Doctoral candidate Zhuomin Zhang, a member of Wang’s research group, conducted the training of the CNN.‍[21] To test the CNN, we needed a research problem that was both reasonably challenging and verifiable by other means.‍[22] As already noted, a CNN does not show its work after solving a problem. It is therefore helpful to start by training the CNN to perform a task that a human viewer can reliably verify (e.g., windmill, not windmill). It quickly became clear that my original research question was not well suited for preliminary trials. To train the computer to find possible instances of repetition of forms across different clouds, we would first need to identify the substructures that Constable might have used to assemble his clouds and then define the salient features of the substructures for the CNN to seek. To use a Morellian analogy: it was not enough to train the CNN to recognize artists’ depictions of fingernails; to answer the kind of question I was asking, the CNN would need to analyze the dataset for similarities in the rendering of the lunula, the little sliver-of-a-moon at the base of the fingernail. We were not even sure yet whether the CNN could discern a painted cloud from a painted sky. So training the computer to identify substructures of clouds before it could recognize clouds was clearly not a reasonable starting point.

This moment in our collaboration is worth highlighting here. Flexibility and patience are essential for collaborations between humanists and scientists. Our research cultures as well as our methodologies are quite different. To make any progress, everyone needs to be willing to depart from the accustomed paths for research in their disciplines, and the collaborative endeavor takes precedence over individual research aims. This can be frustrating, especially for humanities scholars who are used to working alone and having complete control over their research agenda.‍[23] As counterintuitive as it sounds, one of the first things I had to do in order to advance our project was to leave aside, at least for a time, the very question that led me to computer vision in the first place. Fortunately, a research question more suitable for testing Zhang’s training model readily emerged from the existing scholarship on Constable’s clouds.

An intriguing (and contested) explanation for the striking naturalism of Constable’s clouds was put forward by Kurt Badt in his 1950 book, John Constable’s Clouds.‍[24] Badt argues that Constable’s ability to paint clouds improved dramatically around 1821 and that this change was due to the artist’s belated introduction to cloud taxonomy. The classification of clouds into different types—cumulus, cirrus, stratus, etc.—was proposed by British chemist Luke Howard at an 1802 lecture in London and published the following year (figs. 2, 3).‍[25] In Badt’s view, the difference in quality he discerned in clouds painted before 1821 and those made later could only be explained by a profound change in Constable’s understanding of clouds around that time—a new understanding based on a belated encounter with Howard’s cloud taxonomy. The concentrated season of “skying” Constable undertook from 1821 to 1822 was not sufficient to effect the improvement in his painted clouds, according to Badt; instead, it was an epistemological shift in Constable’s relationship to clouds, not a change in technique or a consequence of sustained empirical study.‍[26] Badt had no direct evidence to support his contention. Constable does not mention Howard’s meteorological studies in his correspondence and there is no evidence that he ever possessed Howard’s book or attended his lectures.‍[27] Given the rapid and widespread popularization of Howard’s system in the years after its 1803 publication, it is altogether possible that Constable was familiar with the taxonomy well before 1820. But it is just as possible that he learned about it later.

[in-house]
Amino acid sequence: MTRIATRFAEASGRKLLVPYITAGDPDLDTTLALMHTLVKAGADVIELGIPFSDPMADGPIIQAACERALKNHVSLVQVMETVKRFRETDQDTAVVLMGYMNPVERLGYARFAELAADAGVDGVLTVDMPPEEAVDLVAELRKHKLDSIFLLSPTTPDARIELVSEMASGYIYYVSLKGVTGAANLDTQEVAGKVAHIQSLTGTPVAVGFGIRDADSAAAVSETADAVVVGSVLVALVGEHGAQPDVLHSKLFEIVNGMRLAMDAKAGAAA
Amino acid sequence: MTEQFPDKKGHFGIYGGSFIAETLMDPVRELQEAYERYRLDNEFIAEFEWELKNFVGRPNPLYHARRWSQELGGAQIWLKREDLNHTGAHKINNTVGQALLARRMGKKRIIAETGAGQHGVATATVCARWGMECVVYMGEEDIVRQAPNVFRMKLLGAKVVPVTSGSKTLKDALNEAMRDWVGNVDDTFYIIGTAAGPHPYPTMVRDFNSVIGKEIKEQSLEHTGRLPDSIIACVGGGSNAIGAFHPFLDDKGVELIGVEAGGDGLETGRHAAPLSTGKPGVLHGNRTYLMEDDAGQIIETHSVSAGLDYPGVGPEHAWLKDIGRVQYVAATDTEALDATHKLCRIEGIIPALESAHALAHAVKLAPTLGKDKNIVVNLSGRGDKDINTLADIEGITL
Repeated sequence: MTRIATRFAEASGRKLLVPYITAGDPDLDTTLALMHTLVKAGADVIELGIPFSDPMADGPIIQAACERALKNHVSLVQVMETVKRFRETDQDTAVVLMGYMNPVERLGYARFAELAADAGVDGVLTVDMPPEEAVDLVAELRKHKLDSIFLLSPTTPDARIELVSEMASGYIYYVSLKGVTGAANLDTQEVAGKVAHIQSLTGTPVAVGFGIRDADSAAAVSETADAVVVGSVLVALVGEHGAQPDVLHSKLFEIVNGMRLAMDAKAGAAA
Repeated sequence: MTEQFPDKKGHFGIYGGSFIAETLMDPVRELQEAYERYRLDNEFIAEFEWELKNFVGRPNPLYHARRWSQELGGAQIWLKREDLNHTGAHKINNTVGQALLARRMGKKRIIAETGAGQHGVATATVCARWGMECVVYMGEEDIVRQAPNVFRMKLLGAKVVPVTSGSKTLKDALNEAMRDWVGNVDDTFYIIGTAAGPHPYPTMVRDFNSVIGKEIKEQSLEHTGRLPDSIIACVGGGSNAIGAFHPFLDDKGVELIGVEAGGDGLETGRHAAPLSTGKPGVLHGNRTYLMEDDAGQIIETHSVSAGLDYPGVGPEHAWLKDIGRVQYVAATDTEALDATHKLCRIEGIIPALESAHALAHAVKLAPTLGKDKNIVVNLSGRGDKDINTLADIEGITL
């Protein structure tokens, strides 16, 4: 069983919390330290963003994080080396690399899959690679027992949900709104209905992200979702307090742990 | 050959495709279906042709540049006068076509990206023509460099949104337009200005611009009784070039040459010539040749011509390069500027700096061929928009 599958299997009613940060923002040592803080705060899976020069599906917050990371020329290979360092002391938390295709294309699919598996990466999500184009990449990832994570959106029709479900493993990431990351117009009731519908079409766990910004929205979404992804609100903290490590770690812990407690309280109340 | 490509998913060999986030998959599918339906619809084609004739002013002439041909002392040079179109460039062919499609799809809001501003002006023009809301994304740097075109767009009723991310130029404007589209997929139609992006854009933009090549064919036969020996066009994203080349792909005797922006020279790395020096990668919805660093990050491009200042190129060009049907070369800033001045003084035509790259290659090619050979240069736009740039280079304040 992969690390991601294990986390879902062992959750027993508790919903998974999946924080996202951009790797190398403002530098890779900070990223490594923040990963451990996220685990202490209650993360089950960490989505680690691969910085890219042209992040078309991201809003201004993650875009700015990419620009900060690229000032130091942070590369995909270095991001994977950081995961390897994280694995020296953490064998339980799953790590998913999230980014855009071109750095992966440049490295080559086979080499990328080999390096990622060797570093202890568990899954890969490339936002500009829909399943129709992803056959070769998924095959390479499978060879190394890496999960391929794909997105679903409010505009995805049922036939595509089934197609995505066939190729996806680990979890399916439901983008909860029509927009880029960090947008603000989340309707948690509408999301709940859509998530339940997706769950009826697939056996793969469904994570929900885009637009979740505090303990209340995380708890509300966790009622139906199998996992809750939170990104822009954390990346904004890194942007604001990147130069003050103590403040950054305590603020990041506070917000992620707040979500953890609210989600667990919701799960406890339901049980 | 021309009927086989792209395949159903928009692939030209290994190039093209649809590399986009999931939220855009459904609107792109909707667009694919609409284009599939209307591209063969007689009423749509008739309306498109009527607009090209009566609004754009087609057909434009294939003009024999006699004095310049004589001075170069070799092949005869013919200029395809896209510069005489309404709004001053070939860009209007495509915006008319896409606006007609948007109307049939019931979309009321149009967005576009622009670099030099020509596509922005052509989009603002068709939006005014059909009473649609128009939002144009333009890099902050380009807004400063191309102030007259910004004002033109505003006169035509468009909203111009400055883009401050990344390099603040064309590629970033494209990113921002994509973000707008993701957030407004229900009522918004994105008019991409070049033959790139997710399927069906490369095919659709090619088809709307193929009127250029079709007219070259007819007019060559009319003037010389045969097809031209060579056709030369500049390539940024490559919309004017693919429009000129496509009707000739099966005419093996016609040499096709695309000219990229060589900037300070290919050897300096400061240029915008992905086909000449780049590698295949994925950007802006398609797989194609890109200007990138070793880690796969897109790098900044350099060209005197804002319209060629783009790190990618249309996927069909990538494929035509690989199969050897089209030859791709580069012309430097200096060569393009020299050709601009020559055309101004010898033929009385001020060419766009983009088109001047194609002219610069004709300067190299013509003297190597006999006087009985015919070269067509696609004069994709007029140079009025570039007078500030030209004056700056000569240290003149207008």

figure 2
Fig. 2, Title page for Luke Howard, “On the Modifications of Clouds, and on the Principles of Their Production, Suspension, and Destruction, Being the Substance of an Essay Read before the Askesian Society in the Session 1802–3,” from The Philosophical Magazine, October 1803, n.p. Image courtesy of the British Library.
figure 3
Fig. 3, [?] Lewis, Illustration for Luke Howard, “On the Modifications of Clouds, and on the Principles of Their Production, Suspension, and Destruction, Being the Substance of an Essay Read before the Askesian Society in the Session 1802–3,” from The Philosophical Magazine, October 1803, n.p. Aquatint. Image courtesy of the British Library.